European newspaper publishers have called for lower value added tax (VAT) rates for digital publications.
Zero and reduced VAT rates are currently applied to print newspapers in many European member states to lower the cost of information for citizens, but standard VAT rates apply to digital editions. The European Newspaper Publishers' Association (ENPA) on Monday called for this discrepancy to be removed and for the European Union VAT system to be updated to take account of technological change. ENPA represents more than 5,200 national, regional and local newspaper titles, published in 23 E.U. member states, plus Norway and Switzerland.
"Extending the existing VAT rates for printed editions to newspapers in all formats would help to achieve the goal of a vibrant European digital market for paid-for content. Providing the lowest possible VAT rate for newspapers on all formats would also promote the role of news media in the education, lifelong learning and media literacy of European citizens," said Francine Cunningham, executive director of ENPA.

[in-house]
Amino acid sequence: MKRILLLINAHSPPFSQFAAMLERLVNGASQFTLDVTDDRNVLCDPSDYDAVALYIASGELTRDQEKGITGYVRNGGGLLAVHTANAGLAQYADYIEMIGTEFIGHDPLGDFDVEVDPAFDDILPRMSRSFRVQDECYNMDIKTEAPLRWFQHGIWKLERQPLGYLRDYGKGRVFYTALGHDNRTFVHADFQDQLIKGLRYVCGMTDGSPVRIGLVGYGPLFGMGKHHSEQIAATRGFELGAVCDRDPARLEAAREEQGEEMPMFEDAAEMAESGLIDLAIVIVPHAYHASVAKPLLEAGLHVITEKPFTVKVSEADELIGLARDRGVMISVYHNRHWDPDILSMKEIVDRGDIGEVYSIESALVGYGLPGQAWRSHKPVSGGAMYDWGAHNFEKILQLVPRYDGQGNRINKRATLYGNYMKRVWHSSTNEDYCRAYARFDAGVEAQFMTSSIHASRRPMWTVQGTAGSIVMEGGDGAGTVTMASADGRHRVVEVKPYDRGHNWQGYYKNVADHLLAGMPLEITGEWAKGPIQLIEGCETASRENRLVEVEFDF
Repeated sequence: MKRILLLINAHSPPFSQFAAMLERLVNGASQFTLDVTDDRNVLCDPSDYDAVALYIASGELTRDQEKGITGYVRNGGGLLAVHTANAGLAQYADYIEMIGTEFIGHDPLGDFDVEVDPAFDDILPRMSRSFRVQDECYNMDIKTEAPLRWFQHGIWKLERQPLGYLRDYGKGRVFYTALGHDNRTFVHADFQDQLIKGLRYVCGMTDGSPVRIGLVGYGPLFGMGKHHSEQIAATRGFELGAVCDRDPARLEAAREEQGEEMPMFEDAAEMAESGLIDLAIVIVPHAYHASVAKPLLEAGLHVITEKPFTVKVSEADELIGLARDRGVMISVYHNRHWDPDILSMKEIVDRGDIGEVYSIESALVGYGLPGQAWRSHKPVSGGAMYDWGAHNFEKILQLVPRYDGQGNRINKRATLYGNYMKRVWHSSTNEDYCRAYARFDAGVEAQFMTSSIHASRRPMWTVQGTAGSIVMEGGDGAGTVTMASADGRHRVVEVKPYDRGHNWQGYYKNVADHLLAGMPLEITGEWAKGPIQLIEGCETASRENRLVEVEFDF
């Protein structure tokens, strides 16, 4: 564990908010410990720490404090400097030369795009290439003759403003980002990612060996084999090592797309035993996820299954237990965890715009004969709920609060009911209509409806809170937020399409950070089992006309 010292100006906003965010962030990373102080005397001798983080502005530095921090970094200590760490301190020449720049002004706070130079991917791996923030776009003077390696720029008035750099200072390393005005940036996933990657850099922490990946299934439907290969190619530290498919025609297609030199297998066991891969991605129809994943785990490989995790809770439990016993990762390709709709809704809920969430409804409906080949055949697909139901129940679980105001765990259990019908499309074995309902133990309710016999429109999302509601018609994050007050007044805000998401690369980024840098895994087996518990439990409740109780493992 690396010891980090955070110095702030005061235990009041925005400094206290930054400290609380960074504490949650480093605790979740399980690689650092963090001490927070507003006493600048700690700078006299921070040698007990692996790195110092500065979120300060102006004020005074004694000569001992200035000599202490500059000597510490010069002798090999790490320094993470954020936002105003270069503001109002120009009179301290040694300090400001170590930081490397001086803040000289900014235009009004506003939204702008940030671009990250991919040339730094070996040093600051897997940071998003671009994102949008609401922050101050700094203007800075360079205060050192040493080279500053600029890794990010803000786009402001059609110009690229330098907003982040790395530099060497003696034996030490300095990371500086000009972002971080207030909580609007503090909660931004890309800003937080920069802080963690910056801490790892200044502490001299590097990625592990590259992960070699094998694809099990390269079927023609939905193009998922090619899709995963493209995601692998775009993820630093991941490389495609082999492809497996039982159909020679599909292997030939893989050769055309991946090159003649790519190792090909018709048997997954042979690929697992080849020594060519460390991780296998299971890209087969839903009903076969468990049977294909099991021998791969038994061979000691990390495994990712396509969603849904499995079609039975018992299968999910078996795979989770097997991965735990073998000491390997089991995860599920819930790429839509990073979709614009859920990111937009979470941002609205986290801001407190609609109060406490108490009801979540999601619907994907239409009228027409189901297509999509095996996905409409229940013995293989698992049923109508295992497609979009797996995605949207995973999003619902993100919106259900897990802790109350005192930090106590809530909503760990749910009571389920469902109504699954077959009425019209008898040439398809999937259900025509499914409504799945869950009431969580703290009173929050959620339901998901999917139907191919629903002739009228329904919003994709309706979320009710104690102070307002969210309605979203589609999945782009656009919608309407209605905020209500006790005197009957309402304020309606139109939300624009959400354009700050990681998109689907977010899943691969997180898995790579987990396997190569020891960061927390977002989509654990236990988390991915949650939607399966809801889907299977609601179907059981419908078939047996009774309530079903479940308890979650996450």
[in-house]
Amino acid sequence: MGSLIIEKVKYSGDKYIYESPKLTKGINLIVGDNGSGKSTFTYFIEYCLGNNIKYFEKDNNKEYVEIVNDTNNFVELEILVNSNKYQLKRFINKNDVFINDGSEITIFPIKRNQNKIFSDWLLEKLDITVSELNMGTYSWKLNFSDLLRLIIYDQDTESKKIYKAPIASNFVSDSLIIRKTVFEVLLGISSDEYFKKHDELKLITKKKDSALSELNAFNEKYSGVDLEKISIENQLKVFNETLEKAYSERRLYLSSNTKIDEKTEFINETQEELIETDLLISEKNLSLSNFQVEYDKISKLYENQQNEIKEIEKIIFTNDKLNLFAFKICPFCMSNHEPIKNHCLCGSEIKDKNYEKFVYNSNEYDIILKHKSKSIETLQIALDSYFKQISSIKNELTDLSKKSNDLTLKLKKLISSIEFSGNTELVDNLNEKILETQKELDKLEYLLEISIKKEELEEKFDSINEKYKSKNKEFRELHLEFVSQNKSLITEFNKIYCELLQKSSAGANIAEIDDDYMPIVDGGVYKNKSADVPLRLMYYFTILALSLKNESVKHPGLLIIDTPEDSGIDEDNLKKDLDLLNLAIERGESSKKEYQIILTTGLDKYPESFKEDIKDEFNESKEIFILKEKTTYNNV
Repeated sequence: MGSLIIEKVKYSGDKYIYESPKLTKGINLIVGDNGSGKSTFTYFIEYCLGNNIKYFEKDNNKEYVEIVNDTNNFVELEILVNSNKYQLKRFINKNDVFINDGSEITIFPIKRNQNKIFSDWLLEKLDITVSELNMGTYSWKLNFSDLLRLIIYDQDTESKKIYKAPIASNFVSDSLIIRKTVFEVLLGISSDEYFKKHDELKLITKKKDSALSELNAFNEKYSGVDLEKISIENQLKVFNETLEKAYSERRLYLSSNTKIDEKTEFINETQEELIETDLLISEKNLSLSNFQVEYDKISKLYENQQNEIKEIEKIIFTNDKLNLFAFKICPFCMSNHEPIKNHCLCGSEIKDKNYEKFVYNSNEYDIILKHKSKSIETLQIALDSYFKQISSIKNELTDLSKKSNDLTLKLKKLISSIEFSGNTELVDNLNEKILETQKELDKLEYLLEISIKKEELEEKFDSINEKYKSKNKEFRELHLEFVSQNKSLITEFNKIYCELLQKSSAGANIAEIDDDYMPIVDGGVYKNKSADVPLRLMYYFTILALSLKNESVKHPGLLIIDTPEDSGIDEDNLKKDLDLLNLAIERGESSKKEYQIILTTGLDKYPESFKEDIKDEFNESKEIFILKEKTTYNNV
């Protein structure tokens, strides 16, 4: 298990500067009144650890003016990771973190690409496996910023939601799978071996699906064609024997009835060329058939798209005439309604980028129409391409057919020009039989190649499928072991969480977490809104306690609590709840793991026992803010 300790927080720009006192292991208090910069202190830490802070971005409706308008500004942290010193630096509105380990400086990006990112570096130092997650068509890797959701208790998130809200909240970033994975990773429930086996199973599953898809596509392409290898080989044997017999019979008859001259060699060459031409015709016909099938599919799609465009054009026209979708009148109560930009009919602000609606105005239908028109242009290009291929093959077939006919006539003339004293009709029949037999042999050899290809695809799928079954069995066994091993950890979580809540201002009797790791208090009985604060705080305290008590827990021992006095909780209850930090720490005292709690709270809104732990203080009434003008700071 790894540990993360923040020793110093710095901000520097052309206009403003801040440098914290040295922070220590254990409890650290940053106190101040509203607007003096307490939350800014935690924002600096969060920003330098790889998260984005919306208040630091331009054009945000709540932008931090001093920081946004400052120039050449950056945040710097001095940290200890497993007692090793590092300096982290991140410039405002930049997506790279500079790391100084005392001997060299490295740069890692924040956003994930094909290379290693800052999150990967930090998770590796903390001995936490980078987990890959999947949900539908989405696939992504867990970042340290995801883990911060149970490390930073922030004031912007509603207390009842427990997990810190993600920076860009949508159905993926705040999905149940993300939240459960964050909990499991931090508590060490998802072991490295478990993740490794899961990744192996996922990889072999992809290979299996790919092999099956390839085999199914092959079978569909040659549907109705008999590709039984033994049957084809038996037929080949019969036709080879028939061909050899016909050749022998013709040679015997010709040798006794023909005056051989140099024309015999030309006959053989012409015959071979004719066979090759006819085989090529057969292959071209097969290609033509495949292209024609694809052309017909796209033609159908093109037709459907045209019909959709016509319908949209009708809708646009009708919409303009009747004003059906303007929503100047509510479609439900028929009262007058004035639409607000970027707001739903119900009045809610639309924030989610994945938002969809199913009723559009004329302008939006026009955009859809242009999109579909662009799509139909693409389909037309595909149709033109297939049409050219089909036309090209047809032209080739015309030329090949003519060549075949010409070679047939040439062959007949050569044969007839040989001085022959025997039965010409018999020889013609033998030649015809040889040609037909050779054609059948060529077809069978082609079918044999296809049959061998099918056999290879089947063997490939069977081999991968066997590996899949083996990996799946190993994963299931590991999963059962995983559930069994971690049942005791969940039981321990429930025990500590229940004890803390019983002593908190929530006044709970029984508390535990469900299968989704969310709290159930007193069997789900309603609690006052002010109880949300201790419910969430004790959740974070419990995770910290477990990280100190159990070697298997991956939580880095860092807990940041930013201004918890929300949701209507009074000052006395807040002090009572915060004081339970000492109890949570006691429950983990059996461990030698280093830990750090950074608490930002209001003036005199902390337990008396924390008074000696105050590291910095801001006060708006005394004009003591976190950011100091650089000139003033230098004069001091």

VAT was introduced in the E.U. more than 40 years ago, in a very different marketplace, and no longer fits the needs of a service-driven, technology-based, modern economy, according to the European Commission, the E.U.'s executive and regulatory branch.
"We need a VAT system for the 21st century: simple, modern and effective," said Taxation Commissioner Algirdas Šemeta. "VAT is paid by citizens, collected by businesses and is a main source of revenue for member states, so everybody has an interest in this tax."
The European Commission is currently holding an open consultation on VAT with a view to making reforms later this year. The consultation is open until May 31.
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